By Ronisha Bhattacharyya – Marcom. Manager
Mintu Devi from Milky Village, Tehsil Warisaliganj, Nawada sits quietly across the handpump in her dilapidated home. When asked about her family she says “my husband left me five years ago and my parents are no more. The only way I have survived this life is by working hard and with honesty”. Mintu Devi lost her job as a day-time maid at the beginning of this year when the pandemic broke, with no support system in place, she has suffered an endless nightmare for a year. Abandoned and shunned by the society and her family, she is unable to comprehend why anyone, let alone a non-profit, would want to help her. “aap kyun madad karna chahte ho?” Her question is a humanitarian cry that hasn’t stopped ringing in my head since I first heard it.
According to the Centre for Monitoring the Indian Economy (CMIE), India’s unemployment rate shot up to 27.1% in May 2020. A closer look at the CMIE data tells us, of the 122 million who have lost their jobs, 91.3 million were small traders and laborers. However, a significant number of salaried workers (17.8 million) and self-employed people (18.2 million) have also lost work. I personally watched the otherwise crowded Gurugram that housed millions of young professionals become a barren ghost town in a matter of weeks.
2020 will be chronicled in the history as a time of great struggle. Scenes of desperate migrant workers fleeing cities on foot to return to their villages filled our newspapers and occupied our minds most of the summer. Their informal jobs, which accounts for 90% of the workforce, were the first to be hit as construction stopped, cities suspended public transport and many other non- essential services completely shut down. Under these unnatural and unprecedented circumstances, Grameen Foundation India (GFI) launched its Covid response program, which aimed to provide unconditional cash support to those vulnerable individuals who have been the hardest hit in this pandemic. Before we began our work in one of the adversely affected states in India, Bihar (Nawada), little did we know innovation & technology would go on to become our main catalyzer to create impact.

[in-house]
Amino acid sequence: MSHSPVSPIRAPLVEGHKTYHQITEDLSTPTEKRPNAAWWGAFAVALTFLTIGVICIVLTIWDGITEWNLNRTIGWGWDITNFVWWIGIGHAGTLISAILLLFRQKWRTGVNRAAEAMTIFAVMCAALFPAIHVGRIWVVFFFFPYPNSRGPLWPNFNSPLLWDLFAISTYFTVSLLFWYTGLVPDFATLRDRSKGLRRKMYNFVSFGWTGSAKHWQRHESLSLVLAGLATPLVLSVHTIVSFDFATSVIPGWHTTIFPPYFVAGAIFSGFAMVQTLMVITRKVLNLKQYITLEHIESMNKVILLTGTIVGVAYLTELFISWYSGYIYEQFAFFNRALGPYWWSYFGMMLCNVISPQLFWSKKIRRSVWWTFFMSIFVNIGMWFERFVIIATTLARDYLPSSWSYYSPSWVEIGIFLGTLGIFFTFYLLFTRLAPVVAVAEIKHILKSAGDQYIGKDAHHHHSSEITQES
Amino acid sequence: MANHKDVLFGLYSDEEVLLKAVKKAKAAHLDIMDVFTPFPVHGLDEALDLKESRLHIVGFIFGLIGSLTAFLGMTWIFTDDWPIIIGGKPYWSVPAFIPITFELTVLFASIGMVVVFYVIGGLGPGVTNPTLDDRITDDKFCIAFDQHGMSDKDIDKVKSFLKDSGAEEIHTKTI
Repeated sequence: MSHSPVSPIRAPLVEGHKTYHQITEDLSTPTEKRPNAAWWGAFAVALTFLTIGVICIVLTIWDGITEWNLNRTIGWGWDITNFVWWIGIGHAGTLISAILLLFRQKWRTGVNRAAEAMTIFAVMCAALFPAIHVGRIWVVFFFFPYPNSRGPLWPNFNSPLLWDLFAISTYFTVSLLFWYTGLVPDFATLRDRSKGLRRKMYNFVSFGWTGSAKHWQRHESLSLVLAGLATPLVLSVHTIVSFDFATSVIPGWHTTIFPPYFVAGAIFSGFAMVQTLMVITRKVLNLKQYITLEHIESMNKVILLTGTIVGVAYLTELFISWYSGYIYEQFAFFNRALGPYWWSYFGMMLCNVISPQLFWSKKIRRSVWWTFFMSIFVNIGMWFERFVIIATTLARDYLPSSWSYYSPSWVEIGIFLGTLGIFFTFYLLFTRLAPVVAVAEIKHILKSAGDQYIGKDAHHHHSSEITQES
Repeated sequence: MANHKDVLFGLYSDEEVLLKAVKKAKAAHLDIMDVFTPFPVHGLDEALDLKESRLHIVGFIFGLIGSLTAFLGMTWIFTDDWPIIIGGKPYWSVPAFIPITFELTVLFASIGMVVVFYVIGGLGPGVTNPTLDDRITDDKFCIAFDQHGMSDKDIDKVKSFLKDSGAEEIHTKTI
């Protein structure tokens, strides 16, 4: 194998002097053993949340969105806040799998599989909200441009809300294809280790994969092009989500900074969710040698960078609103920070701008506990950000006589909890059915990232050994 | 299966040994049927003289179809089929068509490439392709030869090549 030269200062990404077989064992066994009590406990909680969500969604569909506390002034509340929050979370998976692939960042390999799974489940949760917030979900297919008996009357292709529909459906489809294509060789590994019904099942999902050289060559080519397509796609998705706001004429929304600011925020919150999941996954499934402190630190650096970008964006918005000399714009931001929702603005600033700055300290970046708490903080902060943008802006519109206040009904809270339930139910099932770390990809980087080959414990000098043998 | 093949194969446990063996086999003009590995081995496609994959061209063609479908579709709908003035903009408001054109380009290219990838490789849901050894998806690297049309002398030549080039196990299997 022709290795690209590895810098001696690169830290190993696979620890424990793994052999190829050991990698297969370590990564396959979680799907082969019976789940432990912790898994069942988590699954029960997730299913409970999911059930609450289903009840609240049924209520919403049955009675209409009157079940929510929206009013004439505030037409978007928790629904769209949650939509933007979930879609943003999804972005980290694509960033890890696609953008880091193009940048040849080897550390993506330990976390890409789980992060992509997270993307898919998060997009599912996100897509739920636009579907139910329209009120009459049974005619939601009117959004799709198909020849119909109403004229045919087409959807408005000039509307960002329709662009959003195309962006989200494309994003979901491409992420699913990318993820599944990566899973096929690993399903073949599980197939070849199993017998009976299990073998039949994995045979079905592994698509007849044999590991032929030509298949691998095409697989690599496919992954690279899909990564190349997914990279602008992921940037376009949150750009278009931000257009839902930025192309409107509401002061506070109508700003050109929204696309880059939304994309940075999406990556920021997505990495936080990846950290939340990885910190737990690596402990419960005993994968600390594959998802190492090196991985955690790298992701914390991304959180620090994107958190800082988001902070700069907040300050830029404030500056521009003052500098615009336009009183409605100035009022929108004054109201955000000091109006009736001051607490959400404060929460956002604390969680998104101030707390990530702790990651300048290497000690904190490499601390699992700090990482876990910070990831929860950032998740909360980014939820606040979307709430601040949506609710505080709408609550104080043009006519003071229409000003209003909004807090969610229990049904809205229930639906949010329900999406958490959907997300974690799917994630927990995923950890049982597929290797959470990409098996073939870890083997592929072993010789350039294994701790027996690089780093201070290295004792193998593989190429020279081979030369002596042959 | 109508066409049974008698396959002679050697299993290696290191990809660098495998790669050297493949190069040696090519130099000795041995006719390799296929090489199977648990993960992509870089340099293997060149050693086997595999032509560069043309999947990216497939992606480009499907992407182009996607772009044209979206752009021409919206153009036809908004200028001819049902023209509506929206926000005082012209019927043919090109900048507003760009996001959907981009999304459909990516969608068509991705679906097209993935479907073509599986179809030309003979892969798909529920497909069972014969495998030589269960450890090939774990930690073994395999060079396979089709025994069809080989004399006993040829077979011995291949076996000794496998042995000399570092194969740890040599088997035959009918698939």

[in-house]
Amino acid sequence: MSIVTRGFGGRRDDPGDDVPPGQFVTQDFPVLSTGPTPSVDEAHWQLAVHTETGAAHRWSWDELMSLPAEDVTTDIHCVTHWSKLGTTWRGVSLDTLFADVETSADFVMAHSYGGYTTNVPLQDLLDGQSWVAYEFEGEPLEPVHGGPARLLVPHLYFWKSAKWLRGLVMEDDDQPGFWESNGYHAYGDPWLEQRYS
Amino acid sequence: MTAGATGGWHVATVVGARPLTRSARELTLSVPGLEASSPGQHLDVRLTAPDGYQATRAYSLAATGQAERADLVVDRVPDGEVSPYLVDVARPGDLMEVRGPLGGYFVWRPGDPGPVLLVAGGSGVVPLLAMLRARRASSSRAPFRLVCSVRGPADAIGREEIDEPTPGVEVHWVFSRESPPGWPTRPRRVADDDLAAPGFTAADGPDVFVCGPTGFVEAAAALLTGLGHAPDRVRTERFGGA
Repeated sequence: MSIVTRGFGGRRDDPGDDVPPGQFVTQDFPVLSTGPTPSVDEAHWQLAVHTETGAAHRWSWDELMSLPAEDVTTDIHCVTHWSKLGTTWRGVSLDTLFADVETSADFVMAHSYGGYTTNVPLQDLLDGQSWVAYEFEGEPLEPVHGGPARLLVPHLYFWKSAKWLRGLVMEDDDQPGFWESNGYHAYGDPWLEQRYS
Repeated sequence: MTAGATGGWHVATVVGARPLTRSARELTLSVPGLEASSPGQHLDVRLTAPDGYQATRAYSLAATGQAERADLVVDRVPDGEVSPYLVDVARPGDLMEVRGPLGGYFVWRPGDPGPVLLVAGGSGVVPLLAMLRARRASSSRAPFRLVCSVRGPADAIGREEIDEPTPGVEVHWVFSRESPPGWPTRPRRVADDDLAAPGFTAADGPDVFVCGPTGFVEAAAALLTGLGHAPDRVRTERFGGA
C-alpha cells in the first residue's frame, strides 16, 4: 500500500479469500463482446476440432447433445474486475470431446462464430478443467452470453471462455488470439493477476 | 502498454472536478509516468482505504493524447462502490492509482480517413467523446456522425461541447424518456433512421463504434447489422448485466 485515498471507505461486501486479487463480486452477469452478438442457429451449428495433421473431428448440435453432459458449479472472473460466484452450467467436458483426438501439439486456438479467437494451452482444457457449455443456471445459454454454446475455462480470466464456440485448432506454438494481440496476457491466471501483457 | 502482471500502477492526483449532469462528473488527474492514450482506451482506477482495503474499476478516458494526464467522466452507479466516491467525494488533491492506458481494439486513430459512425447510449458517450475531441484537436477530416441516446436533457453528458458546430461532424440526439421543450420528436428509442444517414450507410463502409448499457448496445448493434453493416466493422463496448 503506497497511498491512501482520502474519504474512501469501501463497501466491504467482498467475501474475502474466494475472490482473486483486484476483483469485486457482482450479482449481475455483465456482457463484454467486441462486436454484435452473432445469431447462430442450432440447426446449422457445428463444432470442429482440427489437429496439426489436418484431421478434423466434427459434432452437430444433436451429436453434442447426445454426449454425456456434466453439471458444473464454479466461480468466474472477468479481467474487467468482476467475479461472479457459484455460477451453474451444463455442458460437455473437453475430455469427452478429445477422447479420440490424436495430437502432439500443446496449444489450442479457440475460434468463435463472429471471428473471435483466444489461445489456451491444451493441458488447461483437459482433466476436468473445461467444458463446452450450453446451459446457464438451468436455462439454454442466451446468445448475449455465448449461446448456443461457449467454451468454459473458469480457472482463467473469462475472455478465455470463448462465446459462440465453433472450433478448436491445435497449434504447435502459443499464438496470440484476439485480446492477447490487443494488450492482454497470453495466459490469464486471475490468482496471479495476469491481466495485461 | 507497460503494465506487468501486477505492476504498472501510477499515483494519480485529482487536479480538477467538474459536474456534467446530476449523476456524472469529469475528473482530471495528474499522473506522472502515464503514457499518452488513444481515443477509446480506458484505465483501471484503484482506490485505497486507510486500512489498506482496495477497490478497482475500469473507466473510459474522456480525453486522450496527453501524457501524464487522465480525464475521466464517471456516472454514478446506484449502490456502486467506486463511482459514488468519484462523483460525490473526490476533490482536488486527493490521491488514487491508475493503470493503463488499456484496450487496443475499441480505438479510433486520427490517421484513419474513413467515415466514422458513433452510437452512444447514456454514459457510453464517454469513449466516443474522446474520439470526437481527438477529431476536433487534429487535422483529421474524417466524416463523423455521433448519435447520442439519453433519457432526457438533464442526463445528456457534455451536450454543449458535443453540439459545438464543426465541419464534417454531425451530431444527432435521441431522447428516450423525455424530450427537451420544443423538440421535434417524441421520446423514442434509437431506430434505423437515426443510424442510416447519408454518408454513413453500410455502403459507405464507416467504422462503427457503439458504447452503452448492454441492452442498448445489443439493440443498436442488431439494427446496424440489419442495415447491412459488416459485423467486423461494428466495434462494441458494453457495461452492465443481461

With a goal to provide cash transfers to the most affected, GFI developed an application, the Grameen4Giving app. This app helped us identify beneficiaries and disburse grants. The logic in this algorithm identifies the most vulnerable by leveraging a mix of quantifiable indicators and community-based participatory wealth ranking to run instant eligibility tests. Once identified, the tool sends triggers to the project committee for immediate review for onboarding. Following the approval by the beneficiary selection committee, the direct cash transfer to the onboarded beneficiary is made. Over 1,400 beneficiaries across Nawada in Bihar and Vidharba region of Maharastra will have received the cash support by Jan 2021.
In the wake of a big humanitarian crisis with troubling consequences looming around for most of us, it is but natural to ask, why we care? Social impact organizations around the globe, time & again have come together to provide timely and affective solutions to mitigate problems. 2020 has taught us how crucial it has become to make friends with technology, and also to stay united and connected by leveraging it. It has also brought to notice the power of collaboration. Teams across geographies and time zones are brainstorming to derive sustainable solutions today to stay effective and stimulated. GFI’s endeavor through its program is to help those most in need, so that they can keep their hopes and aspire for a better future, knowing that empathy and compassion is a virtue that we continue to retain as a people. And this year has taught us again why a collective conscious for good is often sacrosanct for a healthy nation.